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Coal – Reducing ‘dirty’ investments

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EBRDHistorically the European Bank for Reconstruction and Development (EBRD) has lagged behind its counterparts in substantially reducing its financing of coal plants, the largest source of greenhouse gasses.

This is due to change after the release of their 5 year strategic plan to limit ‘coal cash’ and shift to investing in cleaner technologies.

After petitioning, watchful eyes regarding corruption, and political pressure including Obama’s pledge earlier in the year to stop the US funding coal plants overseas, the EBRD is now ‘on topic’ with most large financial institutions such as the World Bank and the European Investment Bank.

This is great news, but it’s obviously early days.

Here are some facts and figures around the announcement including the commercial and environmental impacts of coal:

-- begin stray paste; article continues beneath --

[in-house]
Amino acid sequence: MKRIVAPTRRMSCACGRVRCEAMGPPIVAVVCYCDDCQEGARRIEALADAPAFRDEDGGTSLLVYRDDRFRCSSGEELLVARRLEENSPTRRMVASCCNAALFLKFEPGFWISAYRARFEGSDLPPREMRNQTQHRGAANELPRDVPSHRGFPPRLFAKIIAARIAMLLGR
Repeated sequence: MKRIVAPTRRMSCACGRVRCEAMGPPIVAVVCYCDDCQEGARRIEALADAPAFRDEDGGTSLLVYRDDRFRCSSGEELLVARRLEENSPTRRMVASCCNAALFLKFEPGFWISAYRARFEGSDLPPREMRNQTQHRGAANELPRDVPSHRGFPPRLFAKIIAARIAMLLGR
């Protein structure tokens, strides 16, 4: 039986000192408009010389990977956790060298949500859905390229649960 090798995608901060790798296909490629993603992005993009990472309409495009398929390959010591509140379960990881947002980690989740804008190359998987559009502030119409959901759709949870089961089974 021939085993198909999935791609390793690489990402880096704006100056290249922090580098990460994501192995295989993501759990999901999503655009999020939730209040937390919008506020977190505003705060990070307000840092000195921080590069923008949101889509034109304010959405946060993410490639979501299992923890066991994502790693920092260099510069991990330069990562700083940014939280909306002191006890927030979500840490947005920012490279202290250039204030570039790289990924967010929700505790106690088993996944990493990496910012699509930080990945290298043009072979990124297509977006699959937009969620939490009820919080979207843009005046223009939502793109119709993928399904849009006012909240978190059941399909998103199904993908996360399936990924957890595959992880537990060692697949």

* The EBRD operates in 34 countries across eastern Europe and central Asia

* Since 2006 the bank has invested $8.6 billion in energy and power projects, $2.75 billion has been directed to renewables and $717m towards coal

* Since 1994, World Bank, EIB and EBRB have invested over $37.5bn in coal projects

* Of the renewables, it’s mostly hydroelectric power and wind energy that are used

* A stop coal investment petition initiated by the climate change campaign group 350.org and Bankwatch was signed by nearly 17,000 people worldwide

* The bank is to co-finance a new 600 MW lignite power plant in Kosovo next year

* It has been suggested that if we are are to keep climate change below 2°, we must keep 80% of known fossil fuel reserves under ground

Here, Heffa Schücking, CEE Bankwatch Network discusses issues around coal mining and usage.

 

Sources: http://www.rtcc.orghttp://in.reuters.comhttp://www.bloomberg.comhttp://www.theguardian.com

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